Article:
Stock markets in China fell again to kick off a new week, despite the country’s central bank deciding to add more liquidity by lowering the amount of capital its banks need to hold in reserve. The move — just 0.5 percent — nonetheless is expected to free up 700 billion yuan, or roughly $108 billion.
Understood to address a growing liquidity shortage in China, one might be compelled to see this as a positive development for China and, by extension, the global economy. But as this follows two months of harsh reserve requirements designed to help bolster the value of the yuan, it creates a bit of uncertainty in the market. And we know how markets love uncertainty.
Clearly the Chinese central bank is determined to sort out its various issues related to growth, demand and value. But this latest move has sent Chinese stocks spiraling down to their lowest levels in 14 months. As the saying goes, “No good deed goes unpunished.”
Crude oil also fell again overnight, but look to be bouncing back slightly in the pre-open market. Much like the China central bank tries myriad solutions to stem the tide of dwindling value in its currency, Brent and WTI prices are attempting to firm up by cutting oil rig counts.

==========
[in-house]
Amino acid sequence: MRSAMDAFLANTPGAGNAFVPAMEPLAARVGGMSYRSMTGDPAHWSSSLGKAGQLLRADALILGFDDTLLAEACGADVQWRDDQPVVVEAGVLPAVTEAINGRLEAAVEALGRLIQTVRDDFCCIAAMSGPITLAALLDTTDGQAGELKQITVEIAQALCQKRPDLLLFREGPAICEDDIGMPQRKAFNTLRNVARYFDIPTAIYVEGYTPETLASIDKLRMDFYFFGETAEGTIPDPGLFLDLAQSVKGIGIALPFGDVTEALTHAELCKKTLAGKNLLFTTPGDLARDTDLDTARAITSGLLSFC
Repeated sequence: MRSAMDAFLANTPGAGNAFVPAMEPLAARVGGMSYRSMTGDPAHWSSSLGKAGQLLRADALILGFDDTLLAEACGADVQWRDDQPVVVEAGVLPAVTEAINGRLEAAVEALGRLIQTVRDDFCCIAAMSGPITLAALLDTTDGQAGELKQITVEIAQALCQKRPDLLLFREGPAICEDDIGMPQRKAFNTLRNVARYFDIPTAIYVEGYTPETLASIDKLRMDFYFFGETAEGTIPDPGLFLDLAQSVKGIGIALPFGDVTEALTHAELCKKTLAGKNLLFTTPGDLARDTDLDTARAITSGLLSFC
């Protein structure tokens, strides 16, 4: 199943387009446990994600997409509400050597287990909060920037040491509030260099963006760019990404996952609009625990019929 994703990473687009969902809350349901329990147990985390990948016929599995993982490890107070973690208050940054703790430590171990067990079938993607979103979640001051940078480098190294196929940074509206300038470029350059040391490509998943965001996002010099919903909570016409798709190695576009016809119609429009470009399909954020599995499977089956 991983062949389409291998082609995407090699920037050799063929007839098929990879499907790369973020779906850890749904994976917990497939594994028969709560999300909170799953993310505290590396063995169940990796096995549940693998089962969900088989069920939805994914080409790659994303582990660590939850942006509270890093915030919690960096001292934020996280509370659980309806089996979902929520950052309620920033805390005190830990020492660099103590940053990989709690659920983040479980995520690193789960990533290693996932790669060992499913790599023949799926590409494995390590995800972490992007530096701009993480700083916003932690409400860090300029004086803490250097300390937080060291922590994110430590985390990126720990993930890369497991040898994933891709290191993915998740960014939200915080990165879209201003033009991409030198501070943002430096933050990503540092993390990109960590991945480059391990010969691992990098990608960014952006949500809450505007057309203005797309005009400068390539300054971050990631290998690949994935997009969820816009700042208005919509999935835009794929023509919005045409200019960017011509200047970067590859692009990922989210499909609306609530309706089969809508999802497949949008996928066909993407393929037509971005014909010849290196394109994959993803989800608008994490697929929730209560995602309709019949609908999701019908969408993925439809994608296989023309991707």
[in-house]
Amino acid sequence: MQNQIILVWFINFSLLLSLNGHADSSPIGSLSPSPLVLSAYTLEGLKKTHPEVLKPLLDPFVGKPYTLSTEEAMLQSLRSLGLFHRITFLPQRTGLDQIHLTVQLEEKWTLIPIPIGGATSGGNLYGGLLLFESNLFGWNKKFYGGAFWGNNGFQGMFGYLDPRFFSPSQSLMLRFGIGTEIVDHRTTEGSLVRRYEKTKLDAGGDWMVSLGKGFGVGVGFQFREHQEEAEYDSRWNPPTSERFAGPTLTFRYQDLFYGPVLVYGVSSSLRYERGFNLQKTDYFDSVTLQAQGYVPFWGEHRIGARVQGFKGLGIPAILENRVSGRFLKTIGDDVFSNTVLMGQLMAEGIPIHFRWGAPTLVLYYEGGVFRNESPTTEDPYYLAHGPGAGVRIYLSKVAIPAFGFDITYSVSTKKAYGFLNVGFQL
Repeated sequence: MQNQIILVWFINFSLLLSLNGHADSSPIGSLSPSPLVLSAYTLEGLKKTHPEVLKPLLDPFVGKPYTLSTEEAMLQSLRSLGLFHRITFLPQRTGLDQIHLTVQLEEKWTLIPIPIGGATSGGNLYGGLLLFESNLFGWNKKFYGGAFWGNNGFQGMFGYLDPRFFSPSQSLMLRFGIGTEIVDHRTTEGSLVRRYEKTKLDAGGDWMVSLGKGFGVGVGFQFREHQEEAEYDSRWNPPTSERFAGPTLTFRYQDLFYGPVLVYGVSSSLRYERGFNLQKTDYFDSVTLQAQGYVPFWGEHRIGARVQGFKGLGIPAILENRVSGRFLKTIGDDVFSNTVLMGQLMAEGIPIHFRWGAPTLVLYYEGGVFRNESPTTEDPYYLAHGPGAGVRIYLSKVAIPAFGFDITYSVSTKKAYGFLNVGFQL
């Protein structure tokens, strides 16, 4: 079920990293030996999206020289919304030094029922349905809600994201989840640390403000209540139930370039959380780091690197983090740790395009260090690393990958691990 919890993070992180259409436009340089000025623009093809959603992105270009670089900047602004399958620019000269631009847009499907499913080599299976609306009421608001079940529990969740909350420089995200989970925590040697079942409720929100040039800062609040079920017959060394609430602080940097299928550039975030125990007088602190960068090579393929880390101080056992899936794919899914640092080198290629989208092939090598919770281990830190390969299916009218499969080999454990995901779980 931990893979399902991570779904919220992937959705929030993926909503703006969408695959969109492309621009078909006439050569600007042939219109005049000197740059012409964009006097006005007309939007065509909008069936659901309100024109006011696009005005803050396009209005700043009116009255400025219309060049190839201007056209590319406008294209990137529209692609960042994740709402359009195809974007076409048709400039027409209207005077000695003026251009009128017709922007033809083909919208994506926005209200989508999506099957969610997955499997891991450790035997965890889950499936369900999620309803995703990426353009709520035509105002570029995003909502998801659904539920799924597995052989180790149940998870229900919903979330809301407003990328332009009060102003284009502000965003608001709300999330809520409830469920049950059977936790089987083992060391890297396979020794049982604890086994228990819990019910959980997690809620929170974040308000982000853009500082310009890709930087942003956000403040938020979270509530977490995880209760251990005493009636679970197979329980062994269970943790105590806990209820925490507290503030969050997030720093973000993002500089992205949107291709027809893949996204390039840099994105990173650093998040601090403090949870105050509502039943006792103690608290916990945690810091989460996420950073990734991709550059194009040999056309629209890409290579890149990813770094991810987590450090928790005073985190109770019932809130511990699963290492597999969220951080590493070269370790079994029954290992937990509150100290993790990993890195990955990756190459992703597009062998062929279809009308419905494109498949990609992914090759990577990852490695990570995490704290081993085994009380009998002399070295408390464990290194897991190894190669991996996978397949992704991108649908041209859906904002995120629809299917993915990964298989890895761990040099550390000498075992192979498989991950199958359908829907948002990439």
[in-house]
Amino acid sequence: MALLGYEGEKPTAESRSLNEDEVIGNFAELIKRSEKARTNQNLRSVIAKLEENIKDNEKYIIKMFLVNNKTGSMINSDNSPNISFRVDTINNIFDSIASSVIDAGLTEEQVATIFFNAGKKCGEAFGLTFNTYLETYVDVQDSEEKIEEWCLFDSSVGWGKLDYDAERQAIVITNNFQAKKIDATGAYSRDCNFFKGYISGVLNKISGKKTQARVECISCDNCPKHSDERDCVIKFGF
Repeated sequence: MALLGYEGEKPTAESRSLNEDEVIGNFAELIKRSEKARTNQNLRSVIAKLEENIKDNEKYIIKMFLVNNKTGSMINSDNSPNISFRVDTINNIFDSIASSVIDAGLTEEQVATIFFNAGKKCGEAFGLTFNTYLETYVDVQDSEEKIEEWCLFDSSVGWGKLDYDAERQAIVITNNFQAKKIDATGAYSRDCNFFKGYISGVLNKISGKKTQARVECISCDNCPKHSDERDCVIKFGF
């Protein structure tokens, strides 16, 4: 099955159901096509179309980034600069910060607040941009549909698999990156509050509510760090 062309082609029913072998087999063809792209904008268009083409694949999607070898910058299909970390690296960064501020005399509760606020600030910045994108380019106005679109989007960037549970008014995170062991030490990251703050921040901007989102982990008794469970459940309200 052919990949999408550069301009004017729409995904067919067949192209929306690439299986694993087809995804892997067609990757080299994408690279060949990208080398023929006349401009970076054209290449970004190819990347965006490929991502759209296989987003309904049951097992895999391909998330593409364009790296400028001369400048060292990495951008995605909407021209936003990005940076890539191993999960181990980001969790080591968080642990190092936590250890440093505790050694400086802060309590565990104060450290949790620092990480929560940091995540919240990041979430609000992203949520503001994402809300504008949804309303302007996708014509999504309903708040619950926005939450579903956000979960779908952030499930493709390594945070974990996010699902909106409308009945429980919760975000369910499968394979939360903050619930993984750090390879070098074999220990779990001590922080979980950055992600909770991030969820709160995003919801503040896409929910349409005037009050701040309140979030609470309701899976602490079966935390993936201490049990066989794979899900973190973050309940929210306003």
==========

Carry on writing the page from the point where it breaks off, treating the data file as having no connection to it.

However, oversupply is not an issue that will magically go away on its own, and as crude prices continue to struggle, this will put many oil-producing companies into further financial difficulty.
The G-20 Summit over the weekend in Shanghai, with the results amounting to more worry on behalf of global financial leaders. These concerns are the usual suspects investors in the U.S. markets have been sweating for the better part of a year now: market volatility, fears of falling currency valuation, etc. The U.S. dollar has scaled back from its Friday highs in Monday’s trading.
In the waning Q4 earnings season, the bad news just keeps coming for Lumber Liquidators (LL). The flooring company missed analyst expectations, and same-store net sales plunged following concerns reported by the Center for Disease Control, among others, about the suspect quality of the laminates used in the company’s laminates and other materials.
So with this tossed salad of mildly negative news ahead of Monday’s open, we actually saw futures up slightly in U.S. markets and the mild rally continues through mid-day.
Consider this part of the relief rally Zacks Strategist Kevin Cook speaks about today in this morning’s Profit from the Pros segment. In any case, Happy Leap Year Day! May the additional 24-hour period in 2016 add to your portfolio gains this year.
(Mark Vickery is covering for Sheraz Mian, who is off on business.)
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